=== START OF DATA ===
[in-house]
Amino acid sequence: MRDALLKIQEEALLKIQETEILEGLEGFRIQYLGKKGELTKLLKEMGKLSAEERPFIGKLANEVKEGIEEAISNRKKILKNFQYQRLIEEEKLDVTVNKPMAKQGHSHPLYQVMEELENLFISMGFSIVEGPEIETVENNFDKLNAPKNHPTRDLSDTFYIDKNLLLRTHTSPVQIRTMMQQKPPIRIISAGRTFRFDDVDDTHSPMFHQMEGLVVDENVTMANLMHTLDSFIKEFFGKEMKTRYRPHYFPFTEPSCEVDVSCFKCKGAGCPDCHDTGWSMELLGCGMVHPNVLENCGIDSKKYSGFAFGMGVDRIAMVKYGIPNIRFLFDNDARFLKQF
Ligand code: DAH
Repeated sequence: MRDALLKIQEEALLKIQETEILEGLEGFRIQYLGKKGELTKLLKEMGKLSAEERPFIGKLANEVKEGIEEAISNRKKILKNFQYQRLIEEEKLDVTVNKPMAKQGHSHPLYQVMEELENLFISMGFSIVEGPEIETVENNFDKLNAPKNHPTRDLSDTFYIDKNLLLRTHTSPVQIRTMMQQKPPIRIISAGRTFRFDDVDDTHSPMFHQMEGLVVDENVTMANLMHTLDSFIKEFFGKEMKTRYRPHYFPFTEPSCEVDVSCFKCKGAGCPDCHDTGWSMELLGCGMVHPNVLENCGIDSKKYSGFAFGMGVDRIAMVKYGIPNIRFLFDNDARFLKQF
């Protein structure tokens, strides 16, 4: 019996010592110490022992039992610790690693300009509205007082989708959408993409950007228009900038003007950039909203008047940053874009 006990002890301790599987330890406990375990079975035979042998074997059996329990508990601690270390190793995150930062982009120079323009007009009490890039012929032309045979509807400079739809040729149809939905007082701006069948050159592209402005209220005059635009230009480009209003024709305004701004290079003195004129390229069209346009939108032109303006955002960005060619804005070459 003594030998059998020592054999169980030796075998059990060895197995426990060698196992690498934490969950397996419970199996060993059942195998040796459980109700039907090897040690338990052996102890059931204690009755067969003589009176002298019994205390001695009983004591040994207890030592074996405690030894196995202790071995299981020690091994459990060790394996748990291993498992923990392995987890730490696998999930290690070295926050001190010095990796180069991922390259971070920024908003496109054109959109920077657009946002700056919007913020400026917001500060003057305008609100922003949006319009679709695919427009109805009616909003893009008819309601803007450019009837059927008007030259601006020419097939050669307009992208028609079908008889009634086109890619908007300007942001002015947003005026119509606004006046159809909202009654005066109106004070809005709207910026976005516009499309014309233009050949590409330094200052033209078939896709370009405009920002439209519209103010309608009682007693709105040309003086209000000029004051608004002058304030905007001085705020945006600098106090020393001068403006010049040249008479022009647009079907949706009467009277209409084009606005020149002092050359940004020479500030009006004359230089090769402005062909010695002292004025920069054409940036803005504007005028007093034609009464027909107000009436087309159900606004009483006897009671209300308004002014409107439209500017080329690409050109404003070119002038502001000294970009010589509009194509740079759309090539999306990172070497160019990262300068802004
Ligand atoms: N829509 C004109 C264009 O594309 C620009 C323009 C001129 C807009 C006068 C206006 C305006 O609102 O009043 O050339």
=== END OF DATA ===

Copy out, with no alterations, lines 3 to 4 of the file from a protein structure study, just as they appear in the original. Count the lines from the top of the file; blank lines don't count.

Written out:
Ligand code: DAH
Repeated sequence: MRDALLKIQEEALLKIQETEILEGLEGFRIQYLGKKGELTKLLKEMGKLSAEERPFIGKLANEVKEGIEEAISNRKKILKNFQYQRLIEEEKLDVTVNKPMAKQGHSHPLYQVMEELENLFISMGFSIVEGPEIETVENNFDKLNAPKNHPTRDLSDTFYIDKNLLLRTHTSPVQIRTMMQQKPPIRIISAGRTFRFDDVDDTHSPMFHQMEGLVVDENVTMANLMHTLDSFIKEFFGKEMKTRYRPHYFPFTEPSCEVDVSCFKCKGAGCPDCHDTGWSMELLGCGMVHPNVLENCGIDSKKYSGFAFGMGVDRIAMVKYGIPNIRFLFDNDARFLKQF